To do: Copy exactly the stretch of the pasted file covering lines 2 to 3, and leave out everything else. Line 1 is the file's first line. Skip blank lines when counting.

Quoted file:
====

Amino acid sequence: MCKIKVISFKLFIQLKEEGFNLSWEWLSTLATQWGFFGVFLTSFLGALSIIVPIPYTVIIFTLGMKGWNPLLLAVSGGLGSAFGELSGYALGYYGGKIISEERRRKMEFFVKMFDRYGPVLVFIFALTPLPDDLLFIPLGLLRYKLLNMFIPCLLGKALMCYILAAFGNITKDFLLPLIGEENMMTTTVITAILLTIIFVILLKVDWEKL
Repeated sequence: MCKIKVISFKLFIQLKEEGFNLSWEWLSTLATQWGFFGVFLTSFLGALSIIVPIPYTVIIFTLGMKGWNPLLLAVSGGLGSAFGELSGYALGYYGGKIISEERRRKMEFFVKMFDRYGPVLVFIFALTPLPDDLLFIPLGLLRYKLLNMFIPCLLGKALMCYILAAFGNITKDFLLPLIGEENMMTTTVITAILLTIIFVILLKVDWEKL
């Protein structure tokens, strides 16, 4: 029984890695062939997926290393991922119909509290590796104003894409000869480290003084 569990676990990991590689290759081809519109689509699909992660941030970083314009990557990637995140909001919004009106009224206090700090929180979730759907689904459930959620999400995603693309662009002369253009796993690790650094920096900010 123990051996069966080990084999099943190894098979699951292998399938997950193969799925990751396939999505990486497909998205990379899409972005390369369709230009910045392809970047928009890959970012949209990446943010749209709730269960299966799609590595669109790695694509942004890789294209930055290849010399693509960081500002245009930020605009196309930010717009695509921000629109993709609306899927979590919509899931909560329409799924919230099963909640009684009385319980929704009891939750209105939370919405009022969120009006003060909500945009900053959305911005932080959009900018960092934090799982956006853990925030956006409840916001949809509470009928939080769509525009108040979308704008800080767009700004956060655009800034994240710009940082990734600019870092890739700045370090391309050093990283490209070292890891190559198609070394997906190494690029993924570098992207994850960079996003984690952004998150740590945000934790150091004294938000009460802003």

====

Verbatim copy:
Repeated sequence: MCKIKVISFKLFIQLKEEGFNLSWEWLSTLATQWGFFGVFLTSFLGALSIIVPIPYTVIIFTLGMKGWNPLLLAVSGGLGSAFGELSGYALGYYGGKIISEERRRKMEFFVKMFDRYGPVLVFIFALTPLPDDLLFIPLGLLRYKLLNMFIPCLLGKALMCYILAAFGNITKDFLLPLIGEENMMTTTVITAILLTIIFVILLKVDWEKL
């Protein structure tokens, strides 16, 4: 029984890695062939997926290393991922119909509290590796104003894409000869480290003084 569990676990990991590689290759081809519109689509699909992660941030970083314009990557990637995140909001919004009106009224206090700090929180979730759907689904459930959620999400995603693309662009002369253009796993690790650094920096900010 123990051996069966080990084999099943190894098979699951292998399938997950193969799925990751396939999505990486497909998205990379899409972005390369369709230009910045392809970047928009890959970012949209990446943010749209709730269960299966799609590595669109790695694509942004890789294209930055290849010399693509960081500002245009930020605009196309930010717009695509921000629109993709609306899927979590919509899931909560329409799924919230099963909640009684009385319980929704009891939750209105939370919405009022969120009006003060909500945009900053959305911005932080959009900018960092934090799982956006853990925030956006409840916001949809509470009928939080769509525009108040979308704008800080767009700004956060655009800034994240710009940082990734600019870092890739700045370090391309050093990283490209070292890891190559198609070394997906190494690029993924570098992207994850960079996003984690952004998150740590945000934790150091004294938000009460802003």